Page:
The authors concluded that with proportional representation, minority governments would become the rule rather than the exception. Is that what we want? Canadians need to know these things. Do we want to create a system that deliberately creates minority governments all the time?

By contrast, in the 36 elections since 1867, using our current voting system, all but eight have brought us majority governments in the House of Commons. Sometimes it has been my party, which I like obviously, sometimes not. Sometimes it is somebody else's party but that is okay. That is a decision of the people of Canada.

Proponents of proportional representation argue that parties would simply form coalitions to govern and this would be just as effective in their view. It really makes one wonder then what the purpose is to go through the exercise if it is to create a new element of what we now call political parties by another name. My colleague, the Minister of Intergovernmental Affairs, made this point during a speech he delivered at Carleton University last year.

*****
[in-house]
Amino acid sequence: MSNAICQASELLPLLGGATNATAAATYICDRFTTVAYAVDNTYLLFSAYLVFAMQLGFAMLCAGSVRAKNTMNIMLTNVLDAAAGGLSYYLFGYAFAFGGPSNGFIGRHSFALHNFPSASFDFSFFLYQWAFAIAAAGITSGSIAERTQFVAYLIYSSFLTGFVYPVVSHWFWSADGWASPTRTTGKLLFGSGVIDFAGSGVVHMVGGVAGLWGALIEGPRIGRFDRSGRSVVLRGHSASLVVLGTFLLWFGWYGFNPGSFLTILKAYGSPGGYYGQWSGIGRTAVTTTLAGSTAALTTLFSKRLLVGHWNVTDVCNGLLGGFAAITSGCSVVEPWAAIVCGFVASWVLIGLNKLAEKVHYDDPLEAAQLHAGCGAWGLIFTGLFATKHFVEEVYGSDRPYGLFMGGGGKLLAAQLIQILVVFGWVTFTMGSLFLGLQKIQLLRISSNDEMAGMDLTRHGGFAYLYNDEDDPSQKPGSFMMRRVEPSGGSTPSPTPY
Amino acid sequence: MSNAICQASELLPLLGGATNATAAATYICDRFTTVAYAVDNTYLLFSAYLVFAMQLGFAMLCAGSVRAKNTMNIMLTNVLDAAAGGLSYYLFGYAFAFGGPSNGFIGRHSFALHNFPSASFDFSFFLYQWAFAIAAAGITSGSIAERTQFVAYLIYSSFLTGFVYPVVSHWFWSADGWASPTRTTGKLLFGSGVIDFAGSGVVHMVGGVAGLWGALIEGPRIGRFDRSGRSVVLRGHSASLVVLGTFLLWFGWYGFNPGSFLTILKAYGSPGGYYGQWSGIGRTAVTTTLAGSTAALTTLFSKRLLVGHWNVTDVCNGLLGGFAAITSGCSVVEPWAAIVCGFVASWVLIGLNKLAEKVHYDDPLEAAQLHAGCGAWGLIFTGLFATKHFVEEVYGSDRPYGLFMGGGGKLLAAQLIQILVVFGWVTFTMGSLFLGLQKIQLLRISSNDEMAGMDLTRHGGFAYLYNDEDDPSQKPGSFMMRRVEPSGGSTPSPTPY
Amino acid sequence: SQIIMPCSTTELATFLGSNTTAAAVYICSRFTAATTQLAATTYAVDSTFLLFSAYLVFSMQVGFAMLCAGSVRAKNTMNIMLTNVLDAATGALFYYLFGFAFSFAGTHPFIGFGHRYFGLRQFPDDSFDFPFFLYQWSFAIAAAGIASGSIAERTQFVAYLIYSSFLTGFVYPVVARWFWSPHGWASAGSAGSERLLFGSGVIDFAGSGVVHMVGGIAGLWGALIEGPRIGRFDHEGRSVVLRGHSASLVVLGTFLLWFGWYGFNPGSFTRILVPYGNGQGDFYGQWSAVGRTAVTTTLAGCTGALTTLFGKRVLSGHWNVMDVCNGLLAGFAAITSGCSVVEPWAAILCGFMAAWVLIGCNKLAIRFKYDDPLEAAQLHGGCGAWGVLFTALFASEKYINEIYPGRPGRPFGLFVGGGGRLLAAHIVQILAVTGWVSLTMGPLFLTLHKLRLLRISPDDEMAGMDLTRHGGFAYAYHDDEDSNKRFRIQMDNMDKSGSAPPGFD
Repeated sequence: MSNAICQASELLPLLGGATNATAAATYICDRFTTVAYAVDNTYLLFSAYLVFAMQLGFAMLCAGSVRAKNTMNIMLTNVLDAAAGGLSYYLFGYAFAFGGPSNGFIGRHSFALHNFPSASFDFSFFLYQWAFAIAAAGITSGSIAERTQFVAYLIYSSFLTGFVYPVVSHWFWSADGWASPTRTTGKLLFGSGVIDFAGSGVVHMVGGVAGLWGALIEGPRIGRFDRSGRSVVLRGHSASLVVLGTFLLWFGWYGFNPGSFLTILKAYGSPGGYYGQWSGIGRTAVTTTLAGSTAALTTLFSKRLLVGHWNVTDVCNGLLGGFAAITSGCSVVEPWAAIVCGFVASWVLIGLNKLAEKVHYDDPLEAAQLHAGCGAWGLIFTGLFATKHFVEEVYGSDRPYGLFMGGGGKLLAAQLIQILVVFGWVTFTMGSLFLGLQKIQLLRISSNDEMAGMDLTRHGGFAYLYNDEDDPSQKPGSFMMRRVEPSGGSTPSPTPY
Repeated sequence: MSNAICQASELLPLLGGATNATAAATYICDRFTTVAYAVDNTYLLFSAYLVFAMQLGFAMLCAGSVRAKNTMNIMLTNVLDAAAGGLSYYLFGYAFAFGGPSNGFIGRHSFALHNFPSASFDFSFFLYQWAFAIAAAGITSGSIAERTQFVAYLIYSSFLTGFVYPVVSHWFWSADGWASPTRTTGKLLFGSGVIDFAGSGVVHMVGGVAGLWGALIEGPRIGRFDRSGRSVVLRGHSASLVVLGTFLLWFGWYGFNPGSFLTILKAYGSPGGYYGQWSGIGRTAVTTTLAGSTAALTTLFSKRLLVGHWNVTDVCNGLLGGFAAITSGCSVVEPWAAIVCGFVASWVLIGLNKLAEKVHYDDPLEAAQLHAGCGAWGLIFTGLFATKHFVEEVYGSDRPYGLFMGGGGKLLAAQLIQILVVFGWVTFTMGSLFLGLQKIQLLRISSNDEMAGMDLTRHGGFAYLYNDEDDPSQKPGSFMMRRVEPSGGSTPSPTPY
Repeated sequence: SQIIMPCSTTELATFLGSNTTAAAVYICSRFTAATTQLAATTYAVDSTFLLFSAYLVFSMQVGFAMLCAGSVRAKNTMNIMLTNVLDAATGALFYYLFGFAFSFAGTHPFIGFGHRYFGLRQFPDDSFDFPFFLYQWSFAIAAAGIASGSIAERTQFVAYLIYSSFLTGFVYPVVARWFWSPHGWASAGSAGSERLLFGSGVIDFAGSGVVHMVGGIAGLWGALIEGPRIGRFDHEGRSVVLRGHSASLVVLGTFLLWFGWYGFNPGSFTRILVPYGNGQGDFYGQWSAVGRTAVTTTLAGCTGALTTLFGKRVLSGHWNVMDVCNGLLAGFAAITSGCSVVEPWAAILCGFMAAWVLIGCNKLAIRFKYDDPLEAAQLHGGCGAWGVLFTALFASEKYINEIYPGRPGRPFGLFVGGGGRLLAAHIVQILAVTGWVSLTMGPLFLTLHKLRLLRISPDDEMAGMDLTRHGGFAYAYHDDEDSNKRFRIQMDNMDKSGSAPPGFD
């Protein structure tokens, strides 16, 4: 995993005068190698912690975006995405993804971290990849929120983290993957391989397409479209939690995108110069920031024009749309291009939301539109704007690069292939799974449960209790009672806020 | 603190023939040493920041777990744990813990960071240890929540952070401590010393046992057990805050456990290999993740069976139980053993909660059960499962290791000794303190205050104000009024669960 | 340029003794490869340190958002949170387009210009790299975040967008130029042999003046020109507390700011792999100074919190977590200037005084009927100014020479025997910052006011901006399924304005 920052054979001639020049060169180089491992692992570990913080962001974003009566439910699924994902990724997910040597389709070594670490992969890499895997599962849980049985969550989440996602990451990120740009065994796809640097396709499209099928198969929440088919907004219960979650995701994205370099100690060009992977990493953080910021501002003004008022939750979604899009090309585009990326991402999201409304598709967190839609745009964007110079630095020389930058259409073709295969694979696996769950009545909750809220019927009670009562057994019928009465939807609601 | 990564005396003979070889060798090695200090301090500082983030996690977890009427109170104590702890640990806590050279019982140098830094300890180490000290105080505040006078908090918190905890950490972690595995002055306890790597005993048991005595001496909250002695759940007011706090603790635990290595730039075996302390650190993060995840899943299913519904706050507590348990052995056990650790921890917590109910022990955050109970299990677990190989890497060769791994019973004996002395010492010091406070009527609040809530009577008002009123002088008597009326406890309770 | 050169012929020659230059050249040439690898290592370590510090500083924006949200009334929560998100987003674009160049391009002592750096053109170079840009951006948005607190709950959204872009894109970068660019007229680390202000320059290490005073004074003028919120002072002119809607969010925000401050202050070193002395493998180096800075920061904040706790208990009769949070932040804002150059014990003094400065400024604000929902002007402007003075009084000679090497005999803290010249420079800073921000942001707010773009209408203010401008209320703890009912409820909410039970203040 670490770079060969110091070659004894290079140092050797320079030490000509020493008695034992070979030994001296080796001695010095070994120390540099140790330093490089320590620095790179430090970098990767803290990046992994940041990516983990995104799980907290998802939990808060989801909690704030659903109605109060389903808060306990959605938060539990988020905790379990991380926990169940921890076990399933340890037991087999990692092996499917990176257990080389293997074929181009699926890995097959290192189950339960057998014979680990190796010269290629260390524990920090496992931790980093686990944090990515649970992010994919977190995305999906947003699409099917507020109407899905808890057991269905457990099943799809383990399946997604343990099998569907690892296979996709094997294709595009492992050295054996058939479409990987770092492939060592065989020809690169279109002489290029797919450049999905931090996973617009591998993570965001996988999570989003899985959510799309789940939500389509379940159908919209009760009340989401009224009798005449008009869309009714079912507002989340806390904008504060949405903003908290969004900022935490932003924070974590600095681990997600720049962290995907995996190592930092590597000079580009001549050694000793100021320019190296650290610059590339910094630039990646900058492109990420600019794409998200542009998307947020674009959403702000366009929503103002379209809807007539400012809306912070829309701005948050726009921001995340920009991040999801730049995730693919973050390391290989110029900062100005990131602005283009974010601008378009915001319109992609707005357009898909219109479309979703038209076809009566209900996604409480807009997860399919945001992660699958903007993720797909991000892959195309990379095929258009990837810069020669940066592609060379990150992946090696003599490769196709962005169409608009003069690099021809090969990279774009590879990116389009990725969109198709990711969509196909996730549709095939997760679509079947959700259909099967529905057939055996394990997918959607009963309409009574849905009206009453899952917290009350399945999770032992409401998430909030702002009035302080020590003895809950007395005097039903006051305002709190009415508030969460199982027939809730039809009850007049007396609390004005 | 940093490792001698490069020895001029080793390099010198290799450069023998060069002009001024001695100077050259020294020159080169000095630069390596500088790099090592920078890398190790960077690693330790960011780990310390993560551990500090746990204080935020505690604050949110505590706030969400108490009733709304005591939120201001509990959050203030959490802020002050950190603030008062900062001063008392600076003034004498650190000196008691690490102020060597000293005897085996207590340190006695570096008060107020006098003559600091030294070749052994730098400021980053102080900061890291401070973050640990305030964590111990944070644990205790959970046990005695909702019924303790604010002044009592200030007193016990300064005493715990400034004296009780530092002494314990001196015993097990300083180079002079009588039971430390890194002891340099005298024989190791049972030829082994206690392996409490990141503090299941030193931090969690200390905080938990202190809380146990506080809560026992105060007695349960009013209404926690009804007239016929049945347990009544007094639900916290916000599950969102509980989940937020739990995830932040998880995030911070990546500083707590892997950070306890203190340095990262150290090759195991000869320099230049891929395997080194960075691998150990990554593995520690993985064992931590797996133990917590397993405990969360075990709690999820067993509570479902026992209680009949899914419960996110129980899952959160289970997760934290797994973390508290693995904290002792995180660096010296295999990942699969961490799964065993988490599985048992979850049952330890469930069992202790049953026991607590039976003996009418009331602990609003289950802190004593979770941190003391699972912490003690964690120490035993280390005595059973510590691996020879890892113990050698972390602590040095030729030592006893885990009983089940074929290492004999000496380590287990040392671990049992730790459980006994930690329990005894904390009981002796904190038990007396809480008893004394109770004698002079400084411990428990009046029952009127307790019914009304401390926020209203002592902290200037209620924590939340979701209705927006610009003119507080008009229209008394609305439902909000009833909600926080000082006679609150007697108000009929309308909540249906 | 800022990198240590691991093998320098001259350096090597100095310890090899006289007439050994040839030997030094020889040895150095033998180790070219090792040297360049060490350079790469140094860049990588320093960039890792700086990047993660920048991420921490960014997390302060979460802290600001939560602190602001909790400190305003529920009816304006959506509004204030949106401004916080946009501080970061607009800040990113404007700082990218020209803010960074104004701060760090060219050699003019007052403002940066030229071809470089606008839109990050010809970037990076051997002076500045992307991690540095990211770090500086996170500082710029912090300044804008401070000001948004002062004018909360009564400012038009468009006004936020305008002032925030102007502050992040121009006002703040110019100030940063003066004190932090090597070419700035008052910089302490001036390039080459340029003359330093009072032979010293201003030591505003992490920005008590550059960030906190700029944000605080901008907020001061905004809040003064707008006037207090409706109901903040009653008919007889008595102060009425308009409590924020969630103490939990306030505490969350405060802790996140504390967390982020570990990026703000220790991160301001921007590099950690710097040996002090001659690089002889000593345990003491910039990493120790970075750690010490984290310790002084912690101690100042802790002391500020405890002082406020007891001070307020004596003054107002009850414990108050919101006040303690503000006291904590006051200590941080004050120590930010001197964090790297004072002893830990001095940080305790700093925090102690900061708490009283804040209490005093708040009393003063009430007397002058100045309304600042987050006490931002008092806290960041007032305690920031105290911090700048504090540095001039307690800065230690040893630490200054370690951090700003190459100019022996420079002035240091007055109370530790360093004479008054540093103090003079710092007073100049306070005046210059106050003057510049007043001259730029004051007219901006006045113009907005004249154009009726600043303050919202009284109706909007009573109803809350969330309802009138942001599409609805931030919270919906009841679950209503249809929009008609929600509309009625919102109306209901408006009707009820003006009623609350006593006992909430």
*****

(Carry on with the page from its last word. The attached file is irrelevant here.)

Furthermore, our present system allows for the resolution of sensitive issues with a strong governing party. It does not matter whether they are issues of minority and so on. We have had some of those before us recently. A coalition government could result in divisive issues being aired out publicly on an ongoing basis. It would be very difficult to have the kind of force necessary to govern a country as diverse as ours.

I want to divert a little from some of the material that I have and talk about something the hon. member said. He used the example of New Zealand and somehow drew from that a parallel with Canada.